DNA pioneer Watson undergoes mass genome sequencing

| April 17, 2008

The U.K.’s Guardian (4/17, Randerson) reports that the "era of mass genome sequencing to assess risks of genetic disease comes a step closer today with the publication of" a second "human genome sequence," according to an article published in today’s issue of Nature. Professor James Watson, who along with "Francis Crick discovered the double-helix structure of DNA in 1953," was "[t]he subject of the latest genome sequencing," which "will tell the scientist much about his own genetic makeup." Jonathan Rothberg, of 454 Life Sciences, said, "Jim Watson is one person. We have to do this many times to correlate those changes in his genome to how his children will be predisposed to disease." But "[o]ver the next 10 years and the next 10,000 genomes we will be able to have those correlations and we will be able to do amazing things," he added.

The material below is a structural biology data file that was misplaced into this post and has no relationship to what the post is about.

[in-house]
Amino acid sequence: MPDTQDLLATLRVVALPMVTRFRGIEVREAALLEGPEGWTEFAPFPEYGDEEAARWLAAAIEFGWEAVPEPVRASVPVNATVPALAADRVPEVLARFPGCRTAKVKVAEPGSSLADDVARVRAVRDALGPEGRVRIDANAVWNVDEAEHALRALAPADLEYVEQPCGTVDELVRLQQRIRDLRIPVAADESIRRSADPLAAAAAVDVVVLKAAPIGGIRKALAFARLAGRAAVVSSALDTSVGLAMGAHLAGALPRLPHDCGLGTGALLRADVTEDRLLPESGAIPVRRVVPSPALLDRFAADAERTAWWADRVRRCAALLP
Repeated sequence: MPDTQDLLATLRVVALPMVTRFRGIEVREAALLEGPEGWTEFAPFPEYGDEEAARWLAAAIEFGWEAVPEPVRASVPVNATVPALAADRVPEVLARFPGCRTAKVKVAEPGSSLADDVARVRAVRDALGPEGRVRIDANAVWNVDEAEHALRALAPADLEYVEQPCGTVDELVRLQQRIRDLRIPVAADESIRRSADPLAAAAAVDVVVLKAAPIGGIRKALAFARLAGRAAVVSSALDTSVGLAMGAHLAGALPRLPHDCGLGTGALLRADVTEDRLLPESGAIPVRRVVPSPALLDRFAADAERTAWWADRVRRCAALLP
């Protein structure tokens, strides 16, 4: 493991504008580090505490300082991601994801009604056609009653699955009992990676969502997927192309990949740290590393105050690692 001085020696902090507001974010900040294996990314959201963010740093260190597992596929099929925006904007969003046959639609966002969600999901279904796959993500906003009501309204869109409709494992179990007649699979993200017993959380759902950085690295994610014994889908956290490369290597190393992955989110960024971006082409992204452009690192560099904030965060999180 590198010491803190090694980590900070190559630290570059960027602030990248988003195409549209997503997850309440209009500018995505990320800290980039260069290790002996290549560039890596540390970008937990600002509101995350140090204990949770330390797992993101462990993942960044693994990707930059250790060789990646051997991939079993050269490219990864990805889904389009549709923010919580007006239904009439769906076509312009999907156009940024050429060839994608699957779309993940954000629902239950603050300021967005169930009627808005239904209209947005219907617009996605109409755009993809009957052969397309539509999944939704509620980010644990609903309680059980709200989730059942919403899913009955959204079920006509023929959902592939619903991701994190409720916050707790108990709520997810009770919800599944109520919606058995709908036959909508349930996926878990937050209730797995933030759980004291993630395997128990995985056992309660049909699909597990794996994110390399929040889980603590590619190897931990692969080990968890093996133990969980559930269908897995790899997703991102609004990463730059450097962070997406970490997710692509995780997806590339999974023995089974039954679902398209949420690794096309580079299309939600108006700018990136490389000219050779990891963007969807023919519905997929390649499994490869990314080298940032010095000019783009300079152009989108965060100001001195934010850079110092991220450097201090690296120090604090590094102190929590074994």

Category: Genetics

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